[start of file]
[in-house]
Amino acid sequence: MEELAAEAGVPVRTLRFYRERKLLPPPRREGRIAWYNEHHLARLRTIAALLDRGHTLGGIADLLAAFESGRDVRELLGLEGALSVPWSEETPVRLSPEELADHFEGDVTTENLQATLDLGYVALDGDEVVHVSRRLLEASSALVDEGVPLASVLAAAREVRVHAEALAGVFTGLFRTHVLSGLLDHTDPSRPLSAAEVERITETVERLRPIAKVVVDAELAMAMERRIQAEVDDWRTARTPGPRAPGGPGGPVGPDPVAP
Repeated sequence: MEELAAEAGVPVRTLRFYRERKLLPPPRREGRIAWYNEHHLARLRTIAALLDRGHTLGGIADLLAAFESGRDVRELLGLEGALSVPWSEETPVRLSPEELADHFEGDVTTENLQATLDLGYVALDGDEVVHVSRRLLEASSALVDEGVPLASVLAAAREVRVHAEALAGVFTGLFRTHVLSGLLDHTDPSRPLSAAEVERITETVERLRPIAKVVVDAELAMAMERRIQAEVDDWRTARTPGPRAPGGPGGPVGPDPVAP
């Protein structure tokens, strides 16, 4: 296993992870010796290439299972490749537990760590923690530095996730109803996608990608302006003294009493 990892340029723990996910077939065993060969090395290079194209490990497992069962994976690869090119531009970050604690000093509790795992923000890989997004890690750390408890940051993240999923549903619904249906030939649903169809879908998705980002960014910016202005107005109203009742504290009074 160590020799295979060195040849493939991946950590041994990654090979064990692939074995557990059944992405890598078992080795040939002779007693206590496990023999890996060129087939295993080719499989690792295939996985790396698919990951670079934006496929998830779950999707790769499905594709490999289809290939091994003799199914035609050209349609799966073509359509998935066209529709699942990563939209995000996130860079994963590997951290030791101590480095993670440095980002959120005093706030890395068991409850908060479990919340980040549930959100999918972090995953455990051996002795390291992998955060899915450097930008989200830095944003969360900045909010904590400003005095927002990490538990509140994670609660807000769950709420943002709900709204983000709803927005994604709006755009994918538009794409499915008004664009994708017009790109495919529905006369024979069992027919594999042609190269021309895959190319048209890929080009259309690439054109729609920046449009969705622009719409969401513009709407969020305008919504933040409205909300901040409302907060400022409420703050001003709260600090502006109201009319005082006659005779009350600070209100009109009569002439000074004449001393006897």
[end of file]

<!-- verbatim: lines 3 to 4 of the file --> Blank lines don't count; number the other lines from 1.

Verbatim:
Repeated sequence: MEELAAEAGVPVRTLRFYRERKLLPPPRREGRIAWYNEHHLARLRTIAALLDRGHTLGGIADLLAAFESGRDVRELLGLEGALSVPWSEETPVRLSPEELADHFEGDVTTENLQATLDLGYVALDGDEVVHVSRRLLEASSALVDEGVPLASVLAAAREVRVHAEALAGVFTGLFRTHVLSGLLDHTDPSRPLSAAEVERITETVERLRPIAKVVVDAELAMAMERRIQAEVDDWRTARTPGPRAPGGPGGPVGPDPVAP
């Protein structure tokens, strides 16, 4: 296993992870010796290439299972490749537990760590923690530095996730109803996608990608302006003294009493 990892340029723990996910077939065993060969090395290079194209490990497992069962994976690869090119531009970050604690000093509790795992923000890989997004890690750390408890940051993240999923549903619904249906030939649903169809879908998705980002960014910016202005107005109203009742504290009074 160590020799295979060195040849493939991946950590041994990654090979064990692939074995557990059944992405890598078992080795040939002779007693206590496990023999890996060129087939295993080719499989690792295939996985790396698919990951670079934006496929998830779950999707790769499905594709490999289809290939091994003799199914035609050209349609799966073509359509998935066209529709699942990563939209995000996130860079994963590997951290030791101590480095993670440095980002959120005093706030890395068991409850908060479990919340980040549930959100999918972090995953455990051996002795390291992998955060899915450097930008989200830095944003969360900045909010904590400003005095927002990490538990509140994670609660807000769950709420943002709900709204983000709803927005994604709006755009994918538009794409499915008004664009994708017009790109495919529905006369024979069992027919594999042609190269021309895959190319048209890929080009259309690439054109729609920046449009969705622009719409969401513009709407969020305008919504933040409205909300901040409302907060400022409420703050001003709260600090502006109201009319005082006659005779009350600070209100009109009569002439000074004449001393006897």